James at a Cricket Match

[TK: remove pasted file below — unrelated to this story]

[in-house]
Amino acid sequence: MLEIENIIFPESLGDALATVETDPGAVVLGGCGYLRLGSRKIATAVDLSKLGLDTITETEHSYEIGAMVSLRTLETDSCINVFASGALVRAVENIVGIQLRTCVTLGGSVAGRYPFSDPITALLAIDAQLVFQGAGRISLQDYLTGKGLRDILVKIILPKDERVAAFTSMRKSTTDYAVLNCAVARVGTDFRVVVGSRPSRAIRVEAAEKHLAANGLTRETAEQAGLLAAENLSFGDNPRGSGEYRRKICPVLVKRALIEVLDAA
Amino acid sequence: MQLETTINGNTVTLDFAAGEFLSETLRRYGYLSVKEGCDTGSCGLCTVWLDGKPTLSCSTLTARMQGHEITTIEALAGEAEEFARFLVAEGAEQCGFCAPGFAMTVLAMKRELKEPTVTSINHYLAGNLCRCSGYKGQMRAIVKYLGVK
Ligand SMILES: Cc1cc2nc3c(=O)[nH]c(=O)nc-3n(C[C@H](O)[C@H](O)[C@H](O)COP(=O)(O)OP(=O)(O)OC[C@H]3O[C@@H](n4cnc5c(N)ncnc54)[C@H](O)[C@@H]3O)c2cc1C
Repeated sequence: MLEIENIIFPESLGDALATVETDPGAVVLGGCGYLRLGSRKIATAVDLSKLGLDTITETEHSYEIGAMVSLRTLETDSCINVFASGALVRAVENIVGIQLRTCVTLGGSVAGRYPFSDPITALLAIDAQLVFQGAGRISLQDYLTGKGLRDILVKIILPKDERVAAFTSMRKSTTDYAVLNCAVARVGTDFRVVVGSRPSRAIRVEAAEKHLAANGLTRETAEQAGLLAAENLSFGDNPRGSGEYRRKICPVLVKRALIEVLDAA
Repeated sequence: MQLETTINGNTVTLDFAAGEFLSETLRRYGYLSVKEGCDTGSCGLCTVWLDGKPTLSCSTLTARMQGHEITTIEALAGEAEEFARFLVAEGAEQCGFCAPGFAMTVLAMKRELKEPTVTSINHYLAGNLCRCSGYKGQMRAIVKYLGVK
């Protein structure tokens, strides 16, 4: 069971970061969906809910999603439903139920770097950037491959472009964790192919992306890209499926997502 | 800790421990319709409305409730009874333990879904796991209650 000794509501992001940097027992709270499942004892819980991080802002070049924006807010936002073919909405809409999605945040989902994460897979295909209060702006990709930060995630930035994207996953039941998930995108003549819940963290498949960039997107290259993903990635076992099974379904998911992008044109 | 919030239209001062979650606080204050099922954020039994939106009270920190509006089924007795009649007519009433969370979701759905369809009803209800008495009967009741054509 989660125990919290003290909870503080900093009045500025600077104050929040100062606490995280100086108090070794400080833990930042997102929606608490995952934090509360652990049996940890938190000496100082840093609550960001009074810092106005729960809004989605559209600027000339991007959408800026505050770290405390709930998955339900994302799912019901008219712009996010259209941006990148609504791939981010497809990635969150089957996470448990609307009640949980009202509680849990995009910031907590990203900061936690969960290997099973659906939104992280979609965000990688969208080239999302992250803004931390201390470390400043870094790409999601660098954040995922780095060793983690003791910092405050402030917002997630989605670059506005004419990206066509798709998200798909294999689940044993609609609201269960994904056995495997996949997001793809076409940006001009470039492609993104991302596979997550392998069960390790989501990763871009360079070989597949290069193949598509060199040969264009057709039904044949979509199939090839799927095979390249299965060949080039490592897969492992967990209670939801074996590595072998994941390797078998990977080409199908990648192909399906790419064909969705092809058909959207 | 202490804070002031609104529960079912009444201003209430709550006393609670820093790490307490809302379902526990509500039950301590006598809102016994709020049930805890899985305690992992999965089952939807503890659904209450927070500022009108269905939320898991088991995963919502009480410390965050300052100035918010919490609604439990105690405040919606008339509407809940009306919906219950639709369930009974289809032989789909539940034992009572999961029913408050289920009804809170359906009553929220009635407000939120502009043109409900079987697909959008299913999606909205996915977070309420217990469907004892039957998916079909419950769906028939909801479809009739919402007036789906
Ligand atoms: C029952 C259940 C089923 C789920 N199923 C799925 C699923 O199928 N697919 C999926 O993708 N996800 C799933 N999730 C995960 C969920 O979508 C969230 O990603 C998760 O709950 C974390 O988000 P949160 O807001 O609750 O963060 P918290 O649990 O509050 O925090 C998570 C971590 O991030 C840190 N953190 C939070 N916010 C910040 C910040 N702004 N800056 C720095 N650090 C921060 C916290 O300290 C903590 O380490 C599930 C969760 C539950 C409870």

It was at my cottage, Point Hill as it is called, that Henry James made the acquaintance of Rye. He took it in the months when we were not there, and was here year after year, tended by a devoted manservant,1 whom we used to call Bardolph, after that rascal in Shakespeare whose ‘nose would light a torch in hell’. Bardolph was devoted to his master and was much exercised about his health, because Henry James in those days used to go out on his bicycle and return in a state of complete deliquescence, for he was no athlete and quite unused to any form of active exercise; indeed, later on, when he had bought Lamb House, it was his custom to take the train to Hastings in the afternoons in order to get exercise by walking up and down the nice paved promenade. During our annual cricket weeks at Rye he used to come on to the ground, but he always used to sit in the tent talking to the ladies with his back to the cricket, probably thinking the game too absurd to be worth the attention of serious people. On the other hand, he used to subscribe to the cricket club, and my final impression of Henry James was that, though his brain was subtle enough when he had a pen in his hand, in the ordinary affairs of life he was just a kindly, generous innocent. He became so enamoured of Rye that he bought Lamb House and settled there.